The Fall 2020 issue of METER has just returned from the printers and will be distributed with all Tracksmith orders throughout December and January (or at least while stocks last). This issue also marks a change for METER - we will be going biannual in print and bi-weekly by email. The print edition will become more collectable while the email series will feature the same high-quality, original journalism you've come to expect of METER in print. You can sign up for the email for free on the Tracksmith Newsletters page.
The theme of this issue is ‘barriers’ so it would have been remiss of us not to include a story on the steeplechase. Liam Boylan-Pett of Lope Magazine has written for us about the rise of the women’s steeplechase, and how in particular, Anna Willard made the event cool. To accompany the story we have illustrations from the British artist Simon Scarsbrook. We initially contacted him simply because we like his work, but it quickly became apparent that he has a deep familial connection with the steeple, when he sent us back a video of his grandfather winning the 2-mile Steeplechase at the 1934 Empire Games (the precursor to the Commonwealth Games). You can watch the video on the AP Archive - it's well worth 2mins of your time.
We spoke to Simon to learn more.
METER: Tell us about your grandfather.
Simon Scarsbrook: It was a joy to be commissioned by METER, particularly because my paternal grandfather, Stanley Scarsbrook, was AAA National Champion & Empire Games (precursor of Commonwealth Games) Champion in 1934.
He was also picked for Great Britain for the 1936 Berlin Olympics, but was unable to travel because of a tooth abscess. He was pretty pragmatic about this, I think, probably thinking he’ll await the next, in 1940…
He was a career soldier and multiple army, individual & team cross-country champion, and I get the impression that that life took over at this point. He, like others, never really spoke of this time but we know he was in the Commandos during World War 2, although we only found out at his funeral that he was one of the first ashore at D-Day.
We didn’t see my grandparents too often growing up as they moved from the outskirts of London to Edinburgh, where my grandmother was from, but I always had this thought of him when I started club running and cross-country racing on some of the same courses that he had in the 1930’s.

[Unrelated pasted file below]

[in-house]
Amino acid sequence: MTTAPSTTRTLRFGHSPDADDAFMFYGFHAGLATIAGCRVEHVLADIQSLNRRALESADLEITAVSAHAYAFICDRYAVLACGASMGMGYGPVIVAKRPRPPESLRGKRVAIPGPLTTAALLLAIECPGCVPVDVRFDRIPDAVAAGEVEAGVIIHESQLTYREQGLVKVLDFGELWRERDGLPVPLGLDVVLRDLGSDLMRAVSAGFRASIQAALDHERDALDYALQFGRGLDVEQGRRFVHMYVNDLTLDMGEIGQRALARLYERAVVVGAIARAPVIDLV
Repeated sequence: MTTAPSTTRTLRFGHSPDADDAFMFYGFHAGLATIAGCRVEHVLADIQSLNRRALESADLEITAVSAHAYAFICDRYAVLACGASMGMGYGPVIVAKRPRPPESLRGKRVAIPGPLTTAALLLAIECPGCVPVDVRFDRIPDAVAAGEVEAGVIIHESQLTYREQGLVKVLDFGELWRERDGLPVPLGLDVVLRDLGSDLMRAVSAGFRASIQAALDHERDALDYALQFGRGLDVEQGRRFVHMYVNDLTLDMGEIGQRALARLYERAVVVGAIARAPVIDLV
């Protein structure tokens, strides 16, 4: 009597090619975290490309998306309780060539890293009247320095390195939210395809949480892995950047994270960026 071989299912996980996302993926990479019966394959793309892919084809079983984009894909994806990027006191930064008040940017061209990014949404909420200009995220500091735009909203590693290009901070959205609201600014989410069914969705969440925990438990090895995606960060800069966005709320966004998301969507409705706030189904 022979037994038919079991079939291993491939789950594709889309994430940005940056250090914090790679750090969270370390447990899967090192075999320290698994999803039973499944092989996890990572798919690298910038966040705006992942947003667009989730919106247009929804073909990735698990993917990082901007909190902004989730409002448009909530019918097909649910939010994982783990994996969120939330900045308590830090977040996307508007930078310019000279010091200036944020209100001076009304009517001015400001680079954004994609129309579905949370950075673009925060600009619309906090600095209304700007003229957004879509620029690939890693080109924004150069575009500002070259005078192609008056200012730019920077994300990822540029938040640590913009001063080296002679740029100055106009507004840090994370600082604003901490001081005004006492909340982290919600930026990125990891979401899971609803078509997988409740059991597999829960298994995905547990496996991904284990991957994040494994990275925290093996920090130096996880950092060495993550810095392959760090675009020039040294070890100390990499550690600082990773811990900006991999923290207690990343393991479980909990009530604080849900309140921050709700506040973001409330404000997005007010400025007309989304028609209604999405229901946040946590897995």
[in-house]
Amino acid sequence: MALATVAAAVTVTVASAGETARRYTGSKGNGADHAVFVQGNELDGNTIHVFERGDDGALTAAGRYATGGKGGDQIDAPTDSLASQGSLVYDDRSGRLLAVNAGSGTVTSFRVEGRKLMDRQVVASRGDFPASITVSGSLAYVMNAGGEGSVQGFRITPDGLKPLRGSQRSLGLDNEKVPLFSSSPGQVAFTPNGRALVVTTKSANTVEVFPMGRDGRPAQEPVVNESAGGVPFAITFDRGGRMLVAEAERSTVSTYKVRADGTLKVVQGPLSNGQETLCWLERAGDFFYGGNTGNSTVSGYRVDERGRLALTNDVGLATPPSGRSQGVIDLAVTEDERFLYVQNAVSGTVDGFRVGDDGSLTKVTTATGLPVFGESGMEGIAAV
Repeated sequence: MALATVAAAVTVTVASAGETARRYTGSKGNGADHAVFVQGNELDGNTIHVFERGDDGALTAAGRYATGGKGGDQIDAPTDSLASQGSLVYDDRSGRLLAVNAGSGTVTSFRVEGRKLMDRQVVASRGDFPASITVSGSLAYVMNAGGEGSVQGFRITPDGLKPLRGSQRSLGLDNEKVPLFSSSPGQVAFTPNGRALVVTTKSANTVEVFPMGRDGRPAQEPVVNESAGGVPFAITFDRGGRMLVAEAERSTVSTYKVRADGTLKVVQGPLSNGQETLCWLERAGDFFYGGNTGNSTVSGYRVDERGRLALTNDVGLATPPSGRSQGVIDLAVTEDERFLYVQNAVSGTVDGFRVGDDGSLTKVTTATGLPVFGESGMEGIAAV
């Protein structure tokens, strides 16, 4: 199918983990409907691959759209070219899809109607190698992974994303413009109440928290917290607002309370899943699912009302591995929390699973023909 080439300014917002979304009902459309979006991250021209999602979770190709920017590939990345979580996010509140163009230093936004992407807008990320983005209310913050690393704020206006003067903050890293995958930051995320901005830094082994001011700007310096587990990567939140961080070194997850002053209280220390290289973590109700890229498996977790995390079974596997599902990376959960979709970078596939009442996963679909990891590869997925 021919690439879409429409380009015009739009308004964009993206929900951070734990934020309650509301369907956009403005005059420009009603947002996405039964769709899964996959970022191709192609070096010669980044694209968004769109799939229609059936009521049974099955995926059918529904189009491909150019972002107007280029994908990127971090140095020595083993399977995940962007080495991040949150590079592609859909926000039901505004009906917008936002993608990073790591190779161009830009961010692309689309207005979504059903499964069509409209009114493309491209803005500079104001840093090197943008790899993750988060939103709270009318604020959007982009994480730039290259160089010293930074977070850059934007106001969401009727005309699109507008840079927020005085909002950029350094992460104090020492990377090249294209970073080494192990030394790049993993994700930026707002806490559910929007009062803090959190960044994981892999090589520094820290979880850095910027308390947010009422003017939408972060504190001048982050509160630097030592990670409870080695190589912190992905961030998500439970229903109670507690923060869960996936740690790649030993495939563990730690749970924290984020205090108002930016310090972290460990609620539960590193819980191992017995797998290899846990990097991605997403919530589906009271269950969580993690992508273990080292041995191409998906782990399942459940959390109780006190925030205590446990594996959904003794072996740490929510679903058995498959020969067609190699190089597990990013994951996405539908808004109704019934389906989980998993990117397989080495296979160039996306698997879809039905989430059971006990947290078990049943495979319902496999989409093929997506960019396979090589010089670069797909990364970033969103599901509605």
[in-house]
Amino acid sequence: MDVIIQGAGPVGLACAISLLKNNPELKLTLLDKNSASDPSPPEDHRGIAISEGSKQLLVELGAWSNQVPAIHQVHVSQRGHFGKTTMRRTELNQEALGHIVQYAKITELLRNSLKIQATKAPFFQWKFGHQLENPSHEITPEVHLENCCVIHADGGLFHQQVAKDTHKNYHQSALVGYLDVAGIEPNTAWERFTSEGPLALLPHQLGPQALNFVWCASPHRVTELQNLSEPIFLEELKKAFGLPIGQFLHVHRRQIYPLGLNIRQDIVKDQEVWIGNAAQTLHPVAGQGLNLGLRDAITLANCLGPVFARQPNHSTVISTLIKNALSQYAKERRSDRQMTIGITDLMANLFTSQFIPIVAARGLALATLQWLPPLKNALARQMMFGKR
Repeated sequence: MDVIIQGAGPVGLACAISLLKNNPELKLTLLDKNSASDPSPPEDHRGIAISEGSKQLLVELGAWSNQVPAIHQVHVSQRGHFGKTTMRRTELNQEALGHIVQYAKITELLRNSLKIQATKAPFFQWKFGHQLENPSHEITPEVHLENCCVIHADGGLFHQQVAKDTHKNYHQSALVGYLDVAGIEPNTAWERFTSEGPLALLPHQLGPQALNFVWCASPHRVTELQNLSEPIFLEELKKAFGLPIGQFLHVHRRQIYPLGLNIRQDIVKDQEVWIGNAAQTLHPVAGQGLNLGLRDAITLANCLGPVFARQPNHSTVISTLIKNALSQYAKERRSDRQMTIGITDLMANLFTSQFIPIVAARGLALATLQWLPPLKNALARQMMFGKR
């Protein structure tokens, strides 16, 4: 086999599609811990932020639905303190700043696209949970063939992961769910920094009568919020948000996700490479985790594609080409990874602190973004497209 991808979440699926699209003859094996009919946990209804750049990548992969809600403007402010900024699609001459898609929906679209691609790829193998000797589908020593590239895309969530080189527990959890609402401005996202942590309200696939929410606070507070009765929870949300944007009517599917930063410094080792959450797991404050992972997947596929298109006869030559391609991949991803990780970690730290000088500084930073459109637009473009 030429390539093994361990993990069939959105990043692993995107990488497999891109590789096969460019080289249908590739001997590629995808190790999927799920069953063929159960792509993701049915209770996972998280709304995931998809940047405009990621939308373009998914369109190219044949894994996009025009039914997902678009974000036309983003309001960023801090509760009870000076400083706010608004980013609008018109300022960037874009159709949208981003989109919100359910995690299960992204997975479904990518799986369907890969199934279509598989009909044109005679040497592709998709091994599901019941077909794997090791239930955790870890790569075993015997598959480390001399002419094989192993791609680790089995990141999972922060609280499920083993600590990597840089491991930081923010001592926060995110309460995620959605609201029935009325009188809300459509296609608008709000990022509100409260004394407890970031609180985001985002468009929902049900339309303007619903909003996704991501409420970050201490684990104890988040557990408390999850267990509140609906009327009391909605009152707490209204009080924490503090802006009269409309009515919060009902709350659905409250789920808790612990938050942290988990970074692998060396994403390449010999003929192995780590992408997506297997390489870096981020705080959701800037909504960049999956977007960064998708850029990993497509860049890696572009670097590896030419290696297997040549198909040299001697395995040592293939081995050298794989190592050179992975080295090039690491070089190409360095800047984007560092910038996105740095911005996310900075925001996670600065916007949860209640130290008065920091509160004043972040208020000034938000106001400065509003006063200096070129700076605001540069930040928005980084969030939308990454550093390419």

I was never from the same mold, heavier and flat-footed, but have always enjoyed running. I never got to race a steeplechase unfortunately, but I, and my brothers, sister and ultimately my sons, have all inherited his love of sport.
METER: It's interesting watching the video of your grandfather's race, how much the event has changed. The idea that steeple barriers weren't always immoveable will come as a surprise to many people.
SS: Yes, clearly the water jump is the only weight-bearing hurdle – the others look as if they are the same as used in the 400 (yards) & sprint. I have my grandfather’s scrapbook (scanned – my dad has the original), and there are photos of him training over sprint hurdles with Lord Burghley (AAA & Olympic hurdler), whom he was good friends with.
My grandfather said that he had trained in ‘water-jump technique’ by watching the Finnish athletes, in that they got maximum distance in the ‘push’ from the top of the barrier, something that didn’t really figure in their own training.
METER: Most of your work is in cycling, which is a pretty expansive world, from the minutiae of the bikes themselves to the intensity of the riders and the huge landscapes the races take place in. Running is perhaps much more condensed by comparison. How does that challenge you as an illustrator and artist?
SS: My art school training was partly ‘fine-art’ & partly ‘commercial’ and I think that I approach most projects in a similar way. I have always life-drawn (figures), and in doing so I think I have a good (although never complacent!) grip on how the human form reacts, shapes and positions during movement and sport.
Running is so much more expressive on the body than cycling and the challenge, I think, is getting that movement over. The side view of the hurdlers was a gift in that respect, in that I could compose the image in such a way that it is almost a static film-strip, with the looseness of the style adding to that flow. I hope.
METER: Can you tell us a bit about process? How much happens in a sketchbook and how much on a computer?
SS: With me it always starts with pencil and paper. The initial sketch would be very rough. I tend to collect together pictorial references, (I am super aware of not just copying photos, but look at various figures from many and draw freehand from the shapes and positions).
I do two or three sketches, refining each time, the last being the composition that I am happy with. In this case I used a ‘light-box’ and traced lightly the sketch onto a heavier, watercolour paper I was to paint directly on to.
I then used a white wax pencil (Chinagraph) to draw the water effect onto the paper (the wax rejecting the paint) and then applied the watercolour paint, building up and letting dry between colours (usually from lighter to darker colour).
The painting is done relatively quickly, with quite a big brush (with a fine tip), which can be a bit unpredictable, but contributes to the style I think.
Once dry (over-night is good, as a fresh eye is always useful), I scanned to the computer and tidied up any blotches or mistakes within Photoshop. I tend to keep as true to the painted illustration as possible though.